Meanwhile, more baby boomers are consuming CBD as they learn about its benefits. In 2019, 20% of CBD consumers were aged 55 to 73, up from 17% in 2018. Baby boomers report they are learning about CBD through friends and family (43%), their doctors (17%), the news (16%) and through their own research of medical conditions (7%). Baby boomers cite age-related inflammation, chronic pain and anxiety as their top three medical reasons for consuming CBD. This generation tends to consume CBD even more frequently than Gen Xers, with 34% indicating use five or more times per week.

For baby boomers, tinctures and topicals are the favored CBD formats. Tinctures are frequently used as part of a daily routine for anxiety relief and to aid with sleep. Topicals, such as balms and roll-ons, are popular for those experiencing either chronic pain or sore muscles and joints. The expanded availability of CBD topicals in drugstore chains like CVS, Walgreens and Rite Aid as well as in independent pharmacies is familiarizing more boomers with CBD.

Women vs. Men

While both men and women are consuming CBD, many CBD companies specifically target women—a population whose role has traditionally included safeguarding the family’s health. Women use CBD slightly more than men: 52% of CBD consumers are female, according to Brightfield Group. CBD products popular with women include oil cartridges/vaping, topicals and tinctures. In contrast, the top three CBD products men consume are oil cartridges/vaping, gummies/candies and tinctures.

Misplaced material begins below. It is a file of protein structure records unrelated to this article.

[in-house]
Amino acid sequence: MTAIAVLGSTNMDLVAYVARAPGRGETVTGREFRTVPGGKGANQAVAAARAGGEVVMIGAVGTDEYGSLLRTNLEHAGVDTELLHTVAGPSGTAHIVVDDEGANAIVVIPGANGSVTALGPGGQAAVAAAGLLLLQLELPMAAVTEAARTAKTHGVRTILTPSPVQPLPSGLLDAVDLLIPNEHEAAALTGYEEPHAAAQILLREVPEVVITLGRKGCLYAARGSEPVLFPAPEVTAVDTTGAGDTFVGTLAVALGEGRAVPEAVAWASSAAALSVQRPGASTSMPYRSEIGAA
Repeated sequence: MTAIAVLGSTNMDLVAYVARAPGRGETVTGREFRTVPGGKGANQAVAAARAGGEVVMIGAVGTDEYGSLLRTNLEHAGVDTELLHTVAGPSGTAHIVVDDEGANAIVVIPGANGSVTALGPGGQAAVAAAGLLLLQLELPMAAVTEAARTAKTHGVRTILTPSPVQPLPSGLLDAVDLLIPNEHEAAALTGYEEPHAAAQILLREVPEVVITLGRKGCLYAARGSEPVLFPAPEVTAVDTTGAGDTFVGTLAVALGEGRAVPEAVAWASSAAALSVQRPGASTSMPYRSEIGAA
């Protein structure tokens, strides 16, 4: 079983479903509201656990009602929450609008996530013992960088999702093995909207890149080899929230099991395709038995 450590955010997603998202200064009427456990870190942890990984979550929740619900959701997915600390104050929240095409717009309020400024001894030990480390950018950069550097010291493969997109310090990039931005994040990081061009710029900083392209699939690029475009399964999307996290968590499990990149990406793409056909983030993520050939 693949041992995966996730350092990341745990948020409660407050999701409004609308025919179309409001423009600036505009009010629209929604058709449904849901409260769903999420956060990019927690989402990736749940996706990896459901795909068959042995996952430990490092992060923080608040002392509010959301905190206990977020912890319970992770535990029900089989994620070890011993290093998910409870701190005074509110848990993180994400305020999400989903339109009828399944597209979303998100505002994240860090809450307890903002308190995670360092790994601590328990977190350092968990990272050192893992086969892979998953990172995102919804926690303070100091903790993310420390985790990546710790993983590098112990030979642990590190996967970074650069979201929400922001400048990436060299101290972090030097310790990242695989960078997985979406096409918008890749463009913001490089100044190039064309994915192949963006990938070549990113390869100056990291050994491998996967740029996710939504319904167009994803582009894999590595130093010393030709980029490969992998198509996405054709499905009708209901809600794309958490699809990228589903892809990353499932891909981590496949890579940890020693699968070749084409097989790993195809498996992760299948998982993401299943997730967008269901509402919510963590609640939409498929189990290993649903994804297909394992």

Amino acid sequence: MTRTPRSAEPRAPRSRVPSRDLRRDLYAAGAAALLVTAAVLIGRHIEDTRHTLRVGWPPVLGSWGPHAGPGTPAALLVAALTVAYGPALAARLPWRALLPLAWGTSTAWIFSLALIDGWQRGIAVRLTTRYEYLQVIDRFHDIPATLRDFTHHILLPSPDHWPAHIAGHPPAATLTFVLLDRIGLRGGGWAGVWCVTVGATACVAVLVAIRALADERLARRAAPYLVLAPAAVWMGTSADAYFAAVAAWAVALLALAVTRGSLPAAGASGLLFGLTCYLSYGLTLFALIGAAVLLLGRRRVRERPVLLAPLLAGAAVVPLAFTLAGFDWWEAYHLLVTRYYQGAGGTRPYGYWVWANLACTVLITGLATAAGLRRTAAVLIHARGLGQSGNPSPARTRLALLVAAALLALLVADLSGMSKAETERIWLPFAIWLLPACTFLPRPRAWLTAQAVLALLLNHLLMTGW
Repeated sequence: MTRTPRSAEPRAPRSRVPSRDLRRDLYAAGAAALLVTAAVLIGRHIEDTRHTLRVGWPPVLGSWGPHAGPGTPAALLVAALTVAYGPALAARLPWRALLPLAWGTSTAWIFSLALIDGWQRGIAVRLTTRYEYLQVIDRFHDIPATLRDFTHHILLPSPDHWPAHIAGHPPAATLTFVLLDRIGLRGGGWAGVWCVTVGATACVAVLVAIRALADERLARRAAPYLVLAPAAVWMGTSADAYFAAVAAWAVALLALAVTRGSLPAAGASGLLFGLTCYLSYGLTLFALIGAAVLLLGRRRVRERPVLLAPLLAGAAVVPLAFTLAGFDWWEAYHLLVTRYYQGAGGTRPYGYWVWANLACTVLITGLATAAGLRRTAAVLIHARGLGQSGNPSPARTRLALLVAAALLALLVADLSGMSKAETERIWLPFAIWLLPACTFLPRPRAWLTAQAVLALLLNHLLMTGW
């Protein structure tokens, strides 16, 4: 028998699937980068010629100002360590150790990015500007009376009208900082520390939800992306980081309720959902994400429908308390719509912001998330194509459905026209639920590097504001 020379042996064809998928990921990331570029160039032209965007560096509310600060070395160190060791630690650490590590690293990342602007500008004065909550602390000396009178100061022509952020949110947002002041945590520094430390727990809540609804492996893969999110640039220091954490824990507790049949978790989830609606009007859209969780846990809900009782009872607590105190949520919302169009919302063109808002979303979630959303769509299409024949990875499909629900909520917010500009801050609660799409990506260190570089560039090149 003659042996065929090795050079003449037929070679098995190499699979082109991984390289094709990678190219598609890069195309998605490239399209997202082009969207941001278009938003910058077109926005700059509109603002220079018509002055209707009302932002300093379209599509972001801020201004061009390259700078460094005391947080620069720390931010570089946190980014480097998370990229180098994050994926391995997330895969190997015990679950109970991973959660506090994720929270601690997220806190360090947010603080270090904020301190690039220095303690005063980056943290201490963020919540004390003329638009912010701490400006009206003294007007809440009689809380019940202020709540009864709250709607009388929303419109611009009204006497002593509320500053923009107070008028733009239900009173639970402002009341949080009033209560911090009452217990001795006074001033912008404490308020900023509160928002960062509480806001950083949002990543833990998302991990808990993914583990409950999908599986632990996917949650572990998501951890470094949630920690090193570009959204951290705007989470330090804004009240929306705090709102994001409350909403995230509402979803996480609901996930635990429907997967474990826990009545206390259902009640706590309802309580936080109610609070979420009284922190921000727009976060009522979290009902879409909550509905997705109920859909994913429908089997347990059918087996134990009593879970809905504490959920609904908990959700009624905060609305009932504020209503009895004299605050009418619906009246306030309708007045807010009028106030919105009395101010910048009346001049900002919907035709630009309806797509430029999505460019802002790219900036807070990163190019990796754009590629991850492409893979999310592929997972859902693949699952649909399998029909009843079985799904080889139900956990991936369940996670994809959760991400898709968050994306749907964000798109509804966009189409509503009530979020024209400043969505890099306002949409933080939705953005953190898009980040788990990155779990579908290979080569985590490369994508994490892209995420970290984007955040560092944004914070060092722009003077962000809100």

Skin care and beauty products are also favored by women, especially those who are brand-driven and more likely to spend more per product, also known as “Glam Users.” CBD companies and retailers are courting Glam Users with expanded CBD beauty and skincare product lines at beauty specialist retailers Sephora and Ulta Beauty, along with department stores like Neiman Marcus, Nordstrom and Dillard’s.

Other Trends

As CBD becomes a mainstream addition to products, it is being used by consumers of all ages, including parents of young children. Almost half (48%) of CBD consumers have children under the age of 18 living at home. Among female CBD consumers, 50% of them stated they have children younger than 18. In the Gen X group, 54% of female CBD users have children under 18 who live in the household. Efficacious, fairly priced CBD products with a simple ingredient label are likely to appeal to these busy mothers.

CBD consumers generally have higher levels of education. Over 73% have an associate degree or higher, while 33% have a bachelor’s degree or higher. Overall, CBD consumers are middle-class, with 59% having an annual household income of at least $40,000. Among higher-income consumers with an annual household income of $100,000 or more, 61% spend $51 or more per CBD product, while 52% of total CBD consumers spend that amount.

With new CBD brands coming onto the market every week, it will be crucial for everyone in the CBD supply chain to understand these consumers. Greater knowledge about the CBD customer can help hemp cultivators begin implementing brand-building techniques that cater to these consumers. When the products are ready to hit shelves, targeted marketing efforts can not only help products stand out, but also help gain brand recognition and loyalty. Above all, being aware of end consumers can help tailor every step of the process to meet them where they are with products they want—and need.

Virginia Lee is CBD research manager at Brightfield Group. She develops and executes syndicated and customized research covering the U.S. and international CBD markets.